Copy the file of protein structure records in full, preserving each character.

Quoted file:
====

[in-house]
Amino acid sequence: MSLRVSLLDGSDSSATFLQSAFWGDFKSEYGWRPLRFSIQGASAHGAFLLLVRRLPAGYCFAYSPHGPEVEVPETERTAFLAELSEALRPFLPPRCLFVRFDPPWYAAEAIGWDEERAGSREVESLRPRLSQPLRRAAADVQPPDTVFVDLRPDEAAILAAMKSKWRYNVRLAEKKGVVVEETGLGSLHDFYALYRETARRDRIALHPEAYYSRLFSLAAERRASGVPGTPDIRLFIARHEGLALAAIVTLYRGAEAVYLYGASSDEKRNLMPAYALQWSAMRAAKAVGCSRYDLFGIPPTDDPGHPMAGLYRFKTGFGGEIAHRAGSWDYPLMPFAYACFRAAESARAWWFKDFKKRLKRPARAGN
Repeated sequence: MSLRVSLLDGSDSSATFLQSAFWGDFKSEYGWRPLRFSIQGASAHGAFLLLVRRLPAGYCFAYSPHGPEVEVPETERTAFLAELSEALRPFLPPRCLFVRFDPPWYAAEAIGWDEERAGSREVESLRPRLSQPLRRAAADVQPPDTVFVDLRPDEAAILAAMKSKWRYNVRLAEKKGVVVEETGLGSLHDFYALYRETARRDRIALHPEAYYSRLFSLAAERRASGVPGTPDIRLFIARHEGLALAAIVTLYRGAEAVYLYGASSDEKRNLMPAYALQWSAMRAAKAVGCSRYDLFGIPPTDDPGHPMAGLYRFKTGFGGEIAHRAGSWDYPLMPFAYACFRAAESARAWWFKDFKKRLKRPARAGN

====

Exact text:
[in-house]
Amino acid sequence: MSLRVSLLDGSDSSATFLQSAFWGDFKSEYGWRPLRFSIQGASAHGAFLLLVRRLPAGYCFAYSPHGPEVEVPETERTAFLAELSEALRPFLPPRCLFVRFDPPWYAAEAIGWDEERAGSREVESLRPRLSQPLRRAAADVQPPDTVFVDLRPDEAAILAAMKSKWRYNVRLAEKKGVVVEETGLGSLHDFYALYRETARRDRIALHPEAYYSRLFSLAAERRASGVPGTPDIRLFIARHEGLALAAIVTLYRGAEAVYLYGASSDEKRNLMPAYALQWSAMRAAKAVGCSRYDLFGIPPTDDPGHPMAGLYRFKTGFGGEIAHRAGSWDYPLMPFAYACFRAAESARAWWFKDFKKRLKRPARAGN
Repeated sequence: MSLRVSLLDGSDSSATFLQSAFWGDFKSEYGWRPLRFSIQGASAHGAFLLLVRRLPAGYCFAYSPHGPEVEVPETERTAFLAELSEALRPFLPPRCLFVRFDPPWYAAEAIGWDEERAGSREVESLRPRLSQPLRRAAADVQPPDTVFVDLRPDEAAILAAMKSKWRYNVRLAEKKGVVVEETGLGSLHDFYALYRETARRDRIALHPEAYYSRLFSLAAERRASGVPGTPDIRLFIARHEGLALAAIVTLYRGAEAVYLYGASSDEKRNLMPAYALQWSAMRAAKAVGCSRYDLFGIPPTDDPGHPMAGLYRFKTGFGGEIAHRAGSWDYPLMPFAYACFRAAESARAWWFKDFKKRLKRPARAGN